Then I clicked the integration symbol in the classroom assistant panel and typed the integrand in the $ expr$ portion. While typing this, I have used $ Abs$ to take modulus of the functions $ \vec p(x,y,z)$ and $ \vec q(x,y,z)$ . I have included the limits as $ 0$ to $ Abs(r)$ and the $ var$ as $ r$ in the integration symbol. But when I press( Shift + Enter ) no output value is shown . Can anyone tell me where I have made mistake ?

Expression involving square roots not simplifying

I have a relatively simple expression here that is not simplifying:

$ $ \frac{2 s_0 \left(\sqrt{\gamma ^5 s_0}+\sqrt{\gamma ^9 s_0}\right)+\sqrt{\gamma ^3 s_0}+2 \sqrt{\gamma ^7 s_0}+\sqrt{\gamma ^{11} s_0}+\sqrt{\gamma ^7 s_0^5}}{\gamma \left(\gamma ^2+\gamma s_0+1\right){}^2} $ $

$  Assumptions = {(s0 | \[Gamma]) \[Element] Reals, \[Gamma] > 0,     s0 > 0}; (Sqrt[s0 \[Gamma]^3] + 2 Sqrt[s0 \[Gamma]^7] + Sqrt[s0^5 \[Gamma]^7] +    Sqrt[s0 \[Gamma]^11] +    2 s0 (Sqrt[s0 \[Gamma]^5] + Sqrt[s0 \[Gamma]^9]))/(\[Gamma] (1 +      s0 \[Gamma] + \[Gamma]^2)^2) // Simplify (Sqrt[s0 \[Gamma]^3] + 2 Sqrt[s0 \[Gamma]^7] + Sqrt[s0^5 \[Gamma]^7] +     Sqrt[s0 \[Gamma]^11] +     2 s0 (Sqrt[s0 \[Gamma]^5] + Sqrt[s0 \[Gamma]^9]))/(\[Gamma] (1 +       s0 \[Gamma] + \[Gamma]^2)^2) == Sqrt[s0 \[Gamma]] // Simplify 

The output is:

(Sqrt[s0 \[Gamma]^3] + 2 Sqrt[s0 \[Gamma]^7] + Sqrt[  s0^5 \[Gamma]^7] + Sqrt[s0 \[Gamma]^11] +   2 s0 (Sqrt[s0 \[Gamma]^5] + Sqrt[s0 \[Gamma]^9]))/(\[Gamma] (1 +     s0 \[Gamma] + \[Gamma]^2)^2) True 

Why is Mathematica not simplifying to this much simpler form $ \sqrt{s_0 \gamma}$ , I think my assumptions should be enough. I can do the simplification by hand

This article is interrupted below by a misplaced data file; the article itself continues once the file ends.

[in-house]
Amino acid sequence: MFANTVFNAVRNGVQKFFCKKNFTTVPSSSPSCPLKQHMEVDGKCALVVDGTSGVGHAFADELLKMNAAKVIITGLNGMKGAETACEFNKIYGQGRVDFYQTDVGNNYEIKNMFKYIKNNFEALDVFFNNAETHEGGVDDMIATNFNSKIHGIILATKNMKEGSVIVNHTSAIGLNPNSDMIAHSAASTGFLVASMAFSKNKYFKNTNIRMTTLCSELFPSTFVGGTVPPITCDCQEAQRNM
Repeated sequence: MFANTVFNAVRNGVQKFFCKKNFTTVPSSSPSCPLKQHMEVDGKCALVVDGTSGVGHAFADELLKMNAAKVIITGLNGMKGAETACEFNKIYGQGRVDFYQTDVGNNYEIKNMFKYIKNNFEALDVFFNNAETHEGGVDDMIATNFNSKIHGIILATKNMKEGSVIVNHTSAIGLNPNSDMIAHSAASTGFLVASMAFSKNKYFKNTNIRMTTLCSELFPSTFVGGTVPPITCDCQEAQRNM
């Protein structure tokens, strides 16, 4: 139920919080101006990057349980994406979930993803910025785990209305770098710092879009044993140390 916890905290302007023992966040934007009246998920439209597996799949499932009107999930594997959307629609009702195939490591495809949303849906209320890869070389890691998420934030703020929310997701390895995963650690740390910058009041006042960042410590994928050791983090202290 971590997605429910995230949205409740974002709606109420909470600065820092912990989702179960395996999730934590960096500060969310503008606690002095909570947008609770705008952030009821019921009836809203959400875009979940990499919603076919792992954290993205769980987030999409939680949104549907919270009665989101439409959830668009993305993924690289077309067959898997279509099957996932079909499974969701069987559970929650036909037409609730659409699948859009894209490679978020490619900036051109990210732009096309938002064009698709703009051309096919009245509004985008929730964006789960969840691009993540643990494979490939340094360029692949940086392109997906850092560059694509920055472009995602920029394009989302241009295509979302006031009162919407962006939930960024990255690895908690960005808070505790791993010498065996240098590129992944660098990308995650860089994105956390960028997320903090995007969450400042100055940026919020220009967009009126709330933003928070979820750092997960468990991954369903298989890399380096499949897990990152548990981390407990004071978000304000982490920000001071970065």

Clarification of the proof involving the regularity condition in Master Theorem

I was going the text Introduction to Algorithms by Cormen Et. al. Where I came across the following statement in the proof of the third case of the Master’s Theorem.

(Master theorem) Let $ a \geqslant 1$ and $ b > 1$ be constants, let $ f(n)$ be a function, and let $ T (n)$ be defined on the nonnegative integers by the recurrence( the recursion divides a problem of size $ n$ into $ a$ problems of size $ n/b$ each and takes $ f(n)$ for the divide and combine)

$ T(n) = aT(n/b)+ f (n)$ ;

where we interpret $ n/b$ to mean either $ \lceil b/n \rceil$ or $ \lfloor b/n \rfloor$ . Then $ T(n)$ has the following asymptotic bounds:

  1. If $ f(n)=O (n^{log_ba – \epsilon})$ for some constant $ \epsilon > 0$ , then $ T(n)=\Theta (n^{log_ba})$ .

  2. If $ f(n)=\Theta (n^{log_ba})$ , then $ T(n)=\Theta (n^{log_ba}lg n)$

  3. If $ f(n)=\Omega (n^{log_ba + \epsilon})$ for some constant $ \epsilon > 0$ , and if $ af(n/b) \leqslant cf(n)$ for some constant $ c < 1$ and all sufficiently large n, then $ T(n)=\Theta (f(n))$ .